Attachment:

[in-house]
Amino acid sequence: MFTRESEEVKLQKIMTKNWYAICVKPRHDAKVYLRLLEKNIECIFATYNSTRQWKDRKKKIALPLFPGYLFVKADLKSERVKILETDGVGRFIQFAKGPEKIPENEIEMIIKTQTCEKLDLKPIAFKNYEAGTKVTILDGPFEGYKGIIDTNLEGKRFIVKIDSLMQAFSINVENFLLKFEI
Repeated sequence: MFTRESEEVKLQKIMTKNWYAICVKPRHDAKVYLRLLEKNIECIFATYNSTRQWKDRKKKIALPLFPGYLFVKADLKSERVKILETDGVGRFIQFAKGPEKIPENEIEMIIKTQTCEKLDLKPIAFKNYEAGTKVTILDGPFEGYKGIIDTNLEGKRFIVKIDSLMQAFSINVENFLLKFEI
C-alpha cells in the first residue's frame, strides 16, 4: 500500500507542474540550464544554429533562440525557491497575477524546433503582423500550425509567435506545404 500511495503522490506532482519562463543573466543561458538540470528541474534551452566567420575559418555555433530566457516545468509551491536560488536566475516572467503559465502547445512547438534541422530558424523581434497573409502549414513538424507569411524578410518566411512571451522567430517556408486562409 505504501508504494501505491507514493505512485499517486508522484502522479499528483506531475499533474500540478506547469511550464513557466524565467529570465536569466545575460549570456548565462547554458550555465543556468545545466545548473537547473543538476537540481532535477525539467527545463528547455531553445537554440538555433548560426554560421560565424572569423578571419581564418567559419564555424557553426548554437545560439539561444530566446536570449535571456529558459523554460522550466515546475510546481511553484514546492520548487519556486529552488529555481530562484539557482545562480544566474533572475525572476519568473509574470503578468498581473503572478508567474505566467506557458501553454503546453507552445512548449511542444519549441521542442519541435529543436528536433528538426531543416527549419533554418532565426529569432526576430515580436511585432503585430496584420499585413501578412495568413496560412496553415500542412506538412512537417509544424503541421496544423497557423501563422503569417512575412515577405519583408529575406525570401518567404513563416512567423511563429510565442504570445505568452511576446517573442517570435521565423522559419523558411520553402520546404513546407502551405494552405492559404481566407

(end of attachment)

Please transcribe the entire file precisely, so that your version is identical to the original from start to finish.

[in-house]
Amino acid sequence: MFTRESEEVKLQKIMTKNWYAICVKPRHDAKVYLRLLEKNIECIFATYNSTRQWKDRKKKIALPLFPGYLFVKADLKSERVKILETDGVGRFIQFAKGPEKIPENEIEMIIKTQTCEKLDLKPIAFKNYEAGTKVTILDGPFEGYKGIIDTNLEGKRFIVKIDSLMQAFSINVENFLLKFEI
Repeated sequence: MFTRESEEVKLQKIMTKNWYAICVKPRHDAKVYLRLLEKNIECIFATYNSTRQWKDRKKKIALPLFPGYLFVKADLKSERVKILETDGVGRFIQFAKGPEKIPENEIEMIIKTQTCEKLDLKPIAFKNYEAGTKVTILDGPFEGYKGIIDTNLEGKRFIVKIDSLMQAFSINVENFLLKFEI
C-alpha cells in the first residue's frame, strides 16, 4: 500500500507542474540550464544554429533562440525557491497575477524546433503582423500550425509567435506545404 500511495503522490506532482519562463543573466543561458538540470528541474534551452566567420575559418555555433530566457516545468509551491536560488536566475516572467503559465502547445512547438534541422530558424523581434497573409502549414513538424507569411524578410518566411512571451522567430517556408486562409 505504501508504494501505491507514493505512485499517486508522484502522479499528483506531475499533474500540478506547469511550464513557466524565467529570465536569466545575460549570456548565462547554458550555465543556468545545466545548473537547473543538476537540481532535477525539467527545463528547455531553445537554440538555433548560426554560421560565424572569423578571419581564418567559419564555424557553426548554437545560439539561444530566446536570449535571456529558459523554460522550466515546475510546481511553484514546492520548487519556486529552488529555481530562484539557482545562480544566474533572475525572476519568473509574470503578468498581473503572478508567474505566467506557458501553454503546453507552445512548449511542444519549441521542442519541435529543436528536433528538426531543416527549419533554418532565426529569432526576430515580436511585432503585430496584420499585413501578412495568413496560412496553415500542412506538412512537417509544424503541421496544423497557423501563422503569417512575412515577405519583408529575406525570401518567404513563416512567423511563429510565442504570445505568452511576446517573442517570435521565423522559419523558411520553402520546404513546407502551405494552405492559404481566407